Most of us would agree that hiring and keeping the best and brightest people are key strategies for growth and survival. Your company is undoubtedly after a significant return on investment when it comes to your employees.
The right hiring process can help maximize that return on investment by systematically examining the major components of the right fit. We define that fit as:
ROI on People Hires = Talent x Fit
Where: Talent = Knowledge + Competence and Fit = Behavior + Expectations
Most of us recognize intuitively the need for successful candidates to possess both talent and fit. However, we need to examine each of the subcomponents separately to ensure the proper match.
For example, a person may need only basic knowledge to be competent, but some people can have plenty of knowledge and be totally incompetent. Finding the right talent requires you to enumerate how much of each of these subcomponents is necessary for all dimensions of the position.
Anyone who has been through much hiring can recall experiences where all of the talent questions were answered, but the fit was not right, and, as a consequence, the hire did not work out. Fit is one of those soft concepts that we tend to “feel.” It is a matter of finding someone who behaves in a way that is compatible with the people already in the company. While not quantifiable per se, those behaviors are tangible and identifiable enough so that you could identify them and use them in the candidate evaluation process.
A second component of fit is the issue of expectations — those of the candidate and the company. If the candidate and the company do not thoroughly discuss these expectations during the hiring process, then the potential for a backfire is not too far down the road.
With enough work in setting clear expectations on both sides upfront, a lot of misfires could be averted. The right candidate will demonstrate the right kinds of behaviors that lead to success in your firm. Equally important, you will have reached a clear understanding early in the process regarding the individual and shared expectations.
SETTING UP A BENEFICIAL PROCESS
It is not that difficult to set up a structured process in your organization that can yield tremendous returns on your people investments. The operative words here are “structured process.” The worst hiring decisions any of us make are those that are made because we are in pain and act too hastily. A structured process can keep you from making a hasty decision that you will later regret. Consider a structured process as one that includes these basic elements:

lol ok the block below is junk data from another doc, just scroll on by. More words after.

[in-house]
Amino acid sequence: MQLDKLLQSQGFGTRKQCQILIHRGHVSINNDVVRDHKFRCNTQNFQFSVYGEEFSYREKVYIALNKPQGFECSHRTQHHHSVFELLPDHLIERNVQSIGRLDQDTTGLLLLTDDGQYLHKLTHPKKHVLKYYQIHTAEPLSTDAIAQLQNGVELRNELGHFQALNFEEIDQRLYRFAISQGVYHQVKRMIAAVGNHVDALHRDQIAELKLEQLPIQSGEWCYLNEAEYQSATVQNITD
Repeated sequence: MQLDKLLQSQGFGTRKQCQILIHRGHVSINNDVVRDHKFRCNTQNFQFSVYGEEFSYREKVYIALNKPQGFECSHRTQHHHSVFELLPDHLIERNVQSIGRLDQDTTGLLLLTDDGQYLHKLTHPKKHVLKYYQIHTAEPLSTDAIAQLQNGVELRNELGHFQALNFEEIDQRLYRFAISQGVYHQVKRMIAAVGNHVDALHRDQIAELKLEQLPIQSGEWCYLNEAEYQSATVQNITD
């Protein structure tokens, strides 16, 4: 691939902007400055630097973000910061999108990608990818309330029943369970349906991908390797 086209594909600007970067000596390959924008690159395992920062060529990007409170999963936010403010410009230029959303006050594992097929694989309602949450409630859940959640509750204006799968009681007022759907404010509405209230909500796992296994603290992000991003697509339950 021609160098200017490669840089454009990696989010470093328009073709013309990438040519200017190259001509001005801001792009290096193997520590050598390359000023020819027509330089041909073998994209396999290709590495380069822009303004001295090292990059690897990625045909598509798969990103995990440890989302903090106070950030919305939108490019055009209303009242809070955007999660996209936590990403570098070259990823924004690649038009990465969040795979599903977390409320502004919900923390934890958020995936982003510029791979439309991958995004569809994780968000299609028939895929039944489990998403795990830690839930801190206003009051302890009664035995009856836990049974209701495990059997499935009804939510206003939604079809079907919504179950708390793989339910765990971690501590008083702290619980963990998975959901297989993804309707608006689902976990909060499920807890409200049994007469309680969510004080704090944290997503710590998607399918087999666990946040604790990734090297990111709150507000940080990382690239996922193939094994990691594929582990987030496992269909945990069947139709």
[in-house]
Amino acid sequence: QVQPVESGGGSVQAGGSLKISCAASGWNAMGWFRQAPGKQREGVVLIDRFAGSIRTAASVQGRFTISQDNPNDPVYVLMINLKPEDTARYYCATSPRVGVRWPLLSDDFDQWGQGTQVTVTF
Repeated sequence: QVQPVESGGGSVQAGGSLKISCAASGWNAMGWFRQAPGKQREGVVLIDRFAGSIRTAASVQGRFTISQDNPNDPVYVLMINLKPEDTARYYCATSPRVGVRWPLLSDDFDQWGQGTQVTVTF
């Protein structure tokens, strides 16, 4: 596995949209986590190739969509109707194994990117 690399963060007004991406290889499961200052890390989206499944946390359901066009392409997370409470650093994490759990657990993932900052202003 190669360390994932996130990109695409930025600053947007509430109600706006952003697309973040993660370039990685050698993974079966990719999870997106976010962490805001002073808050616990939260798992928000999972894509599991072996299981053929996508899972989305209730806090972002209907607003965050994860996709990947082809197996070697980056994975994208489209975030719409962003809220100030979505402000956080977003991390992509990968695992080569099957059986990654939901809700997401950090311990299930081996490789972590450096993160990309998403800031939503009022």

Human Resource Plan. The idea here is to project your people needs as part of your annual business plan. Your annual plan should dedicate a specific section to dealing solely with personnel requirements. You may want to look at past productivity or results by position or category of employee. Most importantly, plan ahead so that you are not forced into a 100% reactive mode when the need arises.
Specifications. For every managerial position, you should list the basic specifications that spell out what you are looking for in the successful candidate. If you want to expand this list to include job description criteria, that is fine, but it is not the point. What you want to do here is to identify between one and five absolute “must-haves” for the position. You must identify and be absolutely dogmatic about sticking with at least one such criterion, or your target market is the entire world.
The “must-haves” are necessary to serve as effective screeners. On the other hand, do not get so carried away that you wind up with 10 or more “musts.”
Sources. You need to have identified beforehand and prioritized multiple sources for potential hires. Keep your sources alive, even when you do not need anyone. That way your options will open up more quickly when you do.
Telephone Interviewing. You can eliminate many candidates in the span of a brief phone conversation. Career counselors hate this technique and advise their clients to dodge these calls whenever possible. These counselors are the same people who advise their clients to “apply anyway, even if you are not qualified.” They know that far too many managers do not stick to their “musts” to begin with. Your job is to start here so you do not waste large blocks of time down the road.
Referencing. You need to fit this step somewhere in the process. If you will have to pay for travel in order to interview the recruit, you may want to make your calls before the first face-to-face meeting. Where references do not check out, you will save money. Incidentally, there is no reason to check “social” references. They will always check out.
Interactive interviewing. Eventually, you are going to select the best three to five candidates for personal interviews. This process should involve at least two events or visits and should also involve multiple interviews with different people in your organization, although one at a time, please — we want the candidate to be open, not defensive.
Formal offer. Once you have been through an adequate process and feel as if the decision is clear, then you should move forward with optimism and speed. Make the offer, treat pay and benefits explicitly, pay on the high side of any range you may have quoted in the early stages of the interview process, and give a deadline for acceptance. Do not negotiate the pay. You can negotiate benefits, starting date, almost anything but the pay. Do it now, and you will do it again and again!
Obviously, you will have your own technical and fit criteria. If you want the best and you are serious in the belief that people really are your most important assets, then be thorough in your hiring process. It will pay you back many times over.
Jerry Jackson is FMI Quarterly’s publisher and senior editor. He can be reached via email at email@example.com.